Monday, October 18, 2010

Tiger Boy update - some encouraging news

I had lined up some other posts for this week but, with our cat Tiger still in the hospital, I think an update on his condition is more appropriate. 

We went to see the vet this morning, Dr Eric Yeoh at Mount Pleasant Animal Hospital in Whitley Road.  Dr Yeoh explained Tiger's condition to us and reassured us that he expects Tiger to stabilise soon. He is looking for the protein levels to come down and for Tiger to start eating again. Once that happens, we can bring Tiger home. Dr Yeoh is administering antibiotics for a respiratory infection but apart from that he is not giving Tiger any drugs or medication for the renal failure, just some fluids for hydration.

We went to visit Tiger and sat with him for a while. I think he was very stressed. Being in an unfamiliar environment, stuck in a small cage, listening to unfamiliar sounds and voices, being jabbed for various blood tests, having an IV drip in his leg and wearing a lampshade collar around his neck, it's no wonder he's not responding to the treatment. He looked quite out of it actually. Apparently, he is not feeling any pain although he is probably feeling like he's having a massive hangover. It almost broke my heart to see him like that, my dear strong Tiger Boy. He has always been so tough.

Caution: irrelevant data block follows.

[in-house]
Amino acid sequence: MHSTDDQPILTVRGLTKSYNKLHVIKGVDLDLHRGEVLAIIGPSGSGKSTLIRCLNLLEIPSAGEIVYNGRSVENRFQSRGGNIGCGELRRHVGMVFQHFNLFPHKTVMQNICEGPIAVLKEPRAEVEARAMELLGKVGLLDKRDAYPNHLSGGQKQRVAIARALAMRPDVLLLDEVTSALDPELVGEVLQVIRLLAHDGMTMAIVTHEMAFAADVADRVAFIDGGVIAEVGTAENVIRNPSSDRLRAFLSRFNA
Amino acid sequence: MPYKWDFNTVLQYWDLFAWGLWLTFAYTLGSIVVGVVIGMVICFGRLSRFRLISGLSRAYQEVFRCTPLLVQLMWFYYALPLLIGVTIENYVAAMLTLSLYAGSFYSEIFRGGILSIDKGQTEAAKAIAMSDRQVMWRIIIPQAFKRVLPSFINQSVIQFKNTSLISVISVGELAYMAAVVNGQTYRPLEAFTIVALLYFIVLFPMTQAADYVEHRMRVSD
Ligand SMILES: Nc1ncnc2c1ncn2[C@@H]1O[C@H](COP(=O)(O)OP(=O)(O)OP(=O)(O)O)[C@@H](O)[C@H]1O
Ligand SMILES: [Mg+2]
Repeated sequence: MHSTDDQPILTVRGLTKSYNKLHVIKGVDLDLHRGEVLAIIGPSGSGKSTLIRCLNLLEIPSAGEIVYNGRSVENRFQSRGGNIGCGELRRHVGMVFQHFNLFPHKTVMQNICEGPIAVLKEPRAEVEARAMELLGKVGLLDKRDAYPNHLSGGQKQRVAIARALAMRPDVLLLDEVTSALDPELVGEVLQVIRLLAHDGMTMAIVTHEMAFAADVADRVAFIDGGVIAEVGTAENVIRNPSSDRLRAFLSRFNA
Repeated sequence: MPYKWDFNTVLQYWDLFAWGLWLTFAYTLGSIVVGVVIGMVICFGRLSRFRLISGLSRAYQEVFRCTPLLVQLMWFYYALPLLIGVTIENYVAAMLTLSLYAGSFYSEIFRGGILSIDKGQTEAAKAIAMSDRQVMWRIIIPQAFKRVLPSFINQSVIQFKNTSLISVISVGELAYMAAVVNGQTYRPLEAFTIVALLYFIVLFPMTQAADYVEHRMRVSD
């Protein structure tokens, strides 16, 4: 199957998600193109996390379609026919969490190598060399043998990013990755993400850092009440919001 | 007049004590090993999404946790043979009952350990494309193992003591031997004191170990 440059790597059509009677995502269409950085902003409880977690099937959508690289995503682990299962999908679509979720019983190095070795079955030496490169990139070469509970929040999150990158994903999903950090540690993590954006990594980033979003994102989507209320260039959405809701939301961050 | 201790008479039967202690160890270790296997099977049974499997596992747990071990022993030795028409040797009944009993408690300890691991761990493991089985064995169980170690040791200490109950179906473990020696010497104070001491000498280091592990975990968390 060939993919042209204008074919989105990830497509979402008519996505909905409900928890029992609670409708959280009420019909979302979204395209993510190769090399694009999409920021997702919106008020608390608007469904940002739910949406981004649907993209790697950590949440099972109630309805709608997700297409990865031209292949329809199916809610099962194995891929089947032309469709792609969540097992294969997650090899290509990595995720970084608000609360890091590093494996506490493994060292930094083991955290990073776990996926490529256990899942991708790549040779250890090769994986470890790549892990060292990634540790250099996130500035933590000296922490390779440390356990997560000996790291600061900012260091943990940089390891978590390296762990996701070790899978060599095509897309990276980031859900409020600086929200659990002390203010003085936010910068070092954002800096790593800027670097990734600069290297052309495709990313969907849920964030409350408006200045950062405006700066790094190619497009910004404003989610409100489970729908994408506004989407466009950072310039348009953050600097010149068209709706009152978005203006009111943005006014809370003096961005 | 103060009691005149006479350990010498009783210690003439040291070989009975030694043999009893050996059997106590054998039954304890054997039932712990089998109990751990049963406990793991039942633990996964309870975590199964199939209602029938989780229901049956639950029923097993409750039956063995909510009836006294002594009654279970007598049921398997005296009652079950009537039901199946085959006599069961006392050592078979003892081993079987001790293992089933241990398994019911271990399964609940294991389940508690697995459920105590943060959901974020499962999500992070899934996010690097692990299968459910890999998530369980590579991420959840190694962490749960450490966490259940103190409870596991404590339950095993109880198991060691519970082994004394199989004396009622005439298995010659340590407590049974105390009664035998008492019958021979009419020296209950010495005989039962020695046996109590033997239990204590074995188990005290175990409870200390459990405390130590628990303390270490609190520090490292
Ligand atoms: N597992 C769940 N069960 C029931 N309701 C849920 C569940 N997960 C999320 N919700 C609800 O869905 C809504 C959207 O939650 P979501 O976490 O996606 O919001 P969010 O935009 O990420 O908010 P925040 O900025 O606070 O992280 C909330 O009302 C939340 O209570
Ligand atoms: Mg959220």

We stroked his head, rubbed his ears and scratched his chin and told him to stop fooling around and get well enough to come home! I left the hospital with a heavy heart and prayed hard that Tiger would be able to come home soon. We went to visit him again in the evening after work. We sat with him and talked to him until he fell asleep purring.

I read up on the internet and was shocked to discover that, in cats, symptoms of chronic renal failure only appear when the kidneys have already lost 70% of their function (because cats only need their kidneys to function at 30%). Apparently, cats with chronic renal failure can often manage quite well on limited kidney function - for some cats, things only become critical when they have lost as much as 90% of function, and there are some cats who cope astonishingly well with even less function.

Later in the night, Dr Yeoh called to tell us that Tiger's protein levels had come down, although they are still very high. Actually, Dr Yeoh was surprised because the levels had dropped quite fast. Dr Yeoh said the levels should be about 2.3 but when Tiger was admitted, his creatinin was at 13.6 (!). Now Dr Yeoh says it is at about 8, so that's a huge improvement, although there is a long way to go yet. Tiger is not eating yet and Dr Yeoh says that he does not expect Tiger to feel like eating until the creatinin level drops to about 4, but different cats behave differently, some do eat before then.

So, good news. Hopefully, Tiger continues to respond, he gets his appetite going, and we can bring him home soon.


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